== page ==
Viewpoints

Applying ESG Analysis to Sovereign Bonds

Integrating ESG into sovereign risk analysis adds a holistic and long-term perspective that is aligned with investing in sovereign fixed income.

Social radicalism, political polarization and the growing impact of climate change are prompting many investors to focus more on Environmental, Social and Governance (ESG) factors when they consider investing in sovereign bonds. Traditional sovereign credit analysis focuses on financial and macroeconomic variables that materially affect a country’s probability of default and the expected loss if default occurs. Today, it is increasingly apparent that a government’s ability and willingness to meet its financial obligations are also influenced by politics, governance, social considerations, natural disasters and the longer-term impact of environmental factors.

Importance of ESG for sovereign risk

Integrating ESG into sovereign risk analysis adds a holistic and long-term perspective that is very much aligned with investing in sovereign fixed income. In addition to their long maturity, sovereign bonds have fewer available enforcement mechanisms compared with other types of bonds, and sovereign governments have broader objectives than profit maximization or narrow economic goals. As a result, frameworks with longer horizons that consider a multitude of risks are more suitable.

A broader framework for assessing country risk can ultimately improve portfolio construction. The potential benefits include reducing long-term credit/default risk; identifying countries with positive and/or negative momentum; and better recognizing latent risks, which can help investors manage left tail risks more effectively. (“Tails” refer to the end portions of distribution curves, the bell-shaped diagrams that show statistical probabilities for a variety of outcomes. A left tail risk is the low probability of a significant downside result.)

Correlation between ESG factors and sovereign risk

A key goal in sovereign credit analysis is finding sovereign credits that have lower long-term credit or default risk than what is reflected in market prices. Including ESG factors in sovereign risk assessments improves this identification significantly. However, not all ESG components are equally important in determining sovereign credit risk; some factors have a direct material impact while others have indirect and more diffuse effects.

  • Variables related to governance (“G”) have been found to be effective indicators of sovereign credit risk, particularly in countries at the lower end of the ratings scale where governance and the quality of institutions can be a binding constraint. This should come as no surprise: Moody’s Investors Service reports that “about 30% of past sovereign defaults have been directly related to institutional and political weakness, ranging from political instability to weak budget management and governance problems or to political unwillingness to pay.”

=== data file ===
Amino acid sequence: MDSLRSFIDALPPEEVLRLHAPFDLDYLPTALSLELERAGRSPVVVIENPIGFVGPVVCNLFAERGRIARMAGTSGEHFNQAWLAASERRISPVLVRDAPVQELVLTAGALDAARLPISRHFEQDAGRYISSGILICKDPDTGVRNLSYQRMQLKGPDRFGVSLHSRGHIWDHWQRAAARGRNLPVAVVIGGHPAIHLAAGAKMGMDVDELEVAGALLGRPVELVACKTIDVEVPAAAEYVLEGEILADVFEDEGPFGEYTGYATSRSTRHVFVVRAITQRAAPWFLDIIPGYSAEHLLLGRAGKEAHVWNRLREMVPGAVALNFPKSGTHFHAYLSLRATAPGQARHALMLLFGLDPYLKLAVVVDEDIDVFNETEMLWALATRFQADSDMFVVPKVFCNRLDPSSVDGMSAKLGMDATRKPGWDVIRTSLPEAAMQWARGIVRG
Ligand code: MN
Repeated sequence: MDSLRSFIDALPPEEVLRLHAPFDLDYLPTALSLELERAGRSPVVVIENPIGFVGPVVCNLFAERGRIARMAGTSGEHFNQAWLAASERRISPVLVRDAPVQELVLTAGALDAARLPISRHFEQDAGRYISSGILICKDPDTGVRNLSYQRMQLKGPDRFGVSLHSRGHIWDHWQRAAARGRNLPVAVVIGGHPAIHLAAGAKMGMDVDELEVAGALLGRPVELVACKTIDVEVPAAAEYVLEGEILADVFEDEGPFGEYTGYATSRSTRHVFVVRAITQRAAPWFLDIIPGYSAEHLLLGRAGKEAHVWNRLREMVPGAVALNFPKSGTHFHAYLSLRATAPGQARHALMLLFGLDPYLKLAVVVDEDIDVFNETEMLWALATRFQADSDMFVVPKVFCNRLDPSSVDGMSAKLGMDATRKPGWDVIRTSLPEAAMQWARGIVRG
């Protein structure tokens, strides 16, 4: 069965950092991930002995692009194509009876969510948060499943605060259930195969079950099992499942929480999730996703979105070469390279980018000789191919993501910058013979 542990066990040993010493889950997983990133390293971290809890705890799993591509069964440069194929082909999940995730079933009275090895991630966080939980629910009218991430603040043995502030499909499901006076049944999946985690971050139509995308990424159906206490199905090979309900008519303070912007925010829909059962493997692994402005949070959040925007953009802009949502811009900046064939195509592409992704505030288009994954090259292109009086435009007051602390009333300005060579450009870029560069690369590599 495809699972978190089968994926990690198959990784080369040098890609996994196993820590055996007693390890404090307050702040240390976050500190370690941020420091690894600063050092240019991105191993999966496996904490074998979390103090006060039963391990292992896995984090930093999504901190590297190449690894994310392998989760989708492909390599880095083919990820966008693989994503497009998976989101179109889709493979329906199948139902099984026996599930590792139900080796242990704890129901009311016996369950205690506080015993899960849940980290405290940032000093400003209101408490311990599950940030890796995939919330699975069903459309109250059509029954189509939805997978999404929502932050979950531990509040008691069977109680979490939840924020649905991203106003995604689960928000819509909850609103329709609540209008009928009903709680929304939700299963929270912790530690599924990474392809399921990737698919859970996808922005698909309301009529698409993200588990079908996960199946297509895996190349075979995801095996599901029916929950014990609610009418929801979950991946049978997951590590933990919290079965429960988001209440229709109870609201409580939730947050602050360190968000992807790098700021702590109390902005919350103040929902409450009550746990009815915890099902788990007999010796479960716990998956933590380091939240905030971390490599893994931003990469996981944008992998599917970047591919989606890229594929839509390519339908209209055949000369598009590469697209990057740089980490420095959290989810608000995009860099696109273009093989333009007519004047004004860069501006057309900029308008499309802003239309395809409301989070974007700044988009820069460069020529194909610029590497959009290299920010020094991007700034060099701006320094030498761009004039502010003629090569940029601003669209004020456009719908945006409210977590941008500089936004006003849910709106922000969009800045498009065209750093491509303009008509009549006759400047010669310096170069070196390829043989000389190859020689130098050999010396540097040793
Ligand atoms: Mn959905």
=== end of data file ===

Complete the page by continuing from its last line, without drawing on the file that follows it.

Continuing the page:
• Measures of social (“S”) factors are less significant but tend to be highly correlated with GDP per capita and initial wealth conditions, which themselves are key drivers of sovereign risk. Intuitively, a country’s social capital ‒ proxied by education, health, the poverty rate and inequality, among other factors ‒ is likely to be highly relevant in determining social cohesion, and productivity, which contribute to competitiveness and growth potential.
  • Finally, environmental (“E”) variables are least correlated with sovereign risk, aside from specific cases where the impact of climate change is more acute (due to hurricanes, earthquakes, etc.) or more immediate (e.g., sinking islands).

PIMCO’S approach

ESG criteria have been an integral part of PIMCO’s sovereign ratings analysis since 2011 when we explicitly included variables that measure ESG factors into the PIMCO sovereign ratings model. More recently, we have developed a standalone ESG scoring framework that provides valuable input into our sovereign risk scenario assessments.

Overall, we aim to identify and invest in sovereigns with robust underlying credit fundamentals, solid and improving medium-term prospects, lower downside risks and attractive pricing. We place paramount importance on avoiding countries where we believe creditworthiness is overpriced or deteriorating, or default appears likely. We believe these objectives are consistent with, and enhanced by, ESG considerations.

Our sovereign analysis starts with in-depth, bottom-up country risk analysis. This includes taking stock of financial, macroeconomic and ESG variables, considering both near-term and long-term risks, and accounting for direct/indirect effects of credit drivers (i.e., factors or developments that could materially affect sovereign credit quality). The analysis is complemented by our in-country assessments where we broaden our perspective by engaging with government officials, politicians, local banks and business leaders, political consultants, trade unions, journalists, NGOs and members of civil society.